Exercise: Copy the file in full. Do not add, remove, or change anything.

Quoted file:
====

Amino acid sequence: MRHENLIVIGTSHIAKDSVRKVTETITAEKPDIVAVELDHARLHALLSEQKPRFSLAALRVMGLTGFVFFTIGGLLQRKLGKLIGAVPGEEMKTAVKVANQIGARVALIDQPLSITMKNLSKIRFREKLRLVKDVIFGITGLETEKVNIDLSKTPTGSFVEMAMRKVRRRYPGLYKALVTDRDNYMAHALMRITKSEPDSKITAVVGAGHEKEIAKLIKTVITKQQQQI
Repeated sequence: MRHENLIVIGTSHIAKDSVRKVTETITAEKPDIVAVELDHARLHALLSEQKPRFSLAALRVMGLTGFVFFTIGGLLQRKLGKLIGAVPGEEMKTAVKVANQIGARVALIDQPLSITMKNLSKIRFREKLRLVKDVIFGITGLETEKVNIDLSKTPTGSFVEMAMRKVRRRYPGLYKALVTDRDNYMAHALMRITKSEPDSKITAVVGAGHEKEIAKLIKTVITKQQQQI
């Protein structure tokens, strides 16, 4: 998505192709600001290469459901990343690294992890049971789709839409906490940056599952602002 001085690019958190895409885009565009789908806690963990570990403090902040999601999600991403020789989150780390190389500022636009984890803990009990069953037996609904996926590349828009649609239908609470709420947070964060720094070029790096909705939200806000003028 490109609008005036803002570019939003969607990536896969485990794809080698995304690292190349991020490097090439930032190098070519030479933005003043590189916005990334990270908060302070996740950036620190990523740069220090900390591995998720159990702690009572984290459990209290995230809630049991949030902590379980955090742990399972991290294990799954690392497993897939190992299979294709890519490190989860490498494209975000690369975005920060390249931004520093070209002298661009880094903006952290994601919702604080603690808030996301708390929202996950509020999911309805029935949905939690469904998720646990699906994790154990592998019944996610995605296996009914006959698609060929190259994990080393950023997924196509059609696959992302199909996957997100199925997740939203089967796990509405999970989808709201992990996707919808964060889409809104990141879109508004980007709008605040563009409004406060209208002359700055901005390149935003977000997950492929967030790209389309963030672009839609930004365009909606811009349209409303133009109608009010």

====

Amino acid sequence: MRHENLIVIGTSHIAKDSVRKVTETITAEKPDIVAVELDHARLHALLSEQKPRFSLAALRVMGLTGFVFFTIGGLLQRKLGKLIGAVPGEEMKTAVKVANQIGARVALIDQPLSITMKNLSKIRFREKLRLVKDVIFGITGLETEKVNIDLSKTPTGSFVEMAMRKVRRRYPGLYKALVTDRDNYMAHALMRITKSEPDSKITAVVGAGHEKEIAKLIKTVITKQQQQI
Repeated sequence: MRHENLIVIGTSHIAKDSVRKVTETITAEKPDIVAVELDHARLHALLSEQKPRFSLAALRVMGLTGFVFFTIGGLLQRKLGKLIGAVPGEEMKTAVKVANQIGARVALIDQPLSITMKNLSKIRFREKLRLVKDVIFGITGLETEKVNIDLSKTPTGSFVEMAMRKVRRRYPGLYKALVTDRDNYMAHALMRITKSEPDSKITAVVGAGHEKEIAKLIKTVITKQQQQI
């Protein structure tokens, strides 16, 4: 998505192709600001290469459901990343690294992890049971789709839409906490940056599952602002 001085690019958190895409885009565009789908806690963990570990403090902040999601999600991403020789989150780390190389500022636009984890803990009990069953037996609904996926590349828009649609239908609470709420947070964060720094070029790096909705939200806000003028 490109609008005036803002570019939003969607990536896969485990794809080698995304690292190349991020490097090439930032190098070519030479933005003043590189916005990334990270908060302070996740950036620190990523740069220090900390591995998720159990702690009572984290459990209290995230809630049991949030902590379980955090742990399972991290294990799954690392497993897939190992299979294709890519490190989860490498494209975000690369975005920060390249931004520093070209002298661009880094903006952290994601919702604080603690808030996301708390929202996950509020999911309805029935949905939690469904998720646990699906994790154990592998019944996610995605296996009914006959698609060929190259994990080393950023997924196509059609696959992302199909996957997100199925997740939203089967796990509405999970989808709201992990996707919808964060889409809104990141879109508004980007709008605040563009409004406060209208002359700055901005390149935003977000997950492929967030790209389309963030672009839609930004365009909606811009349209409303133009109608009010």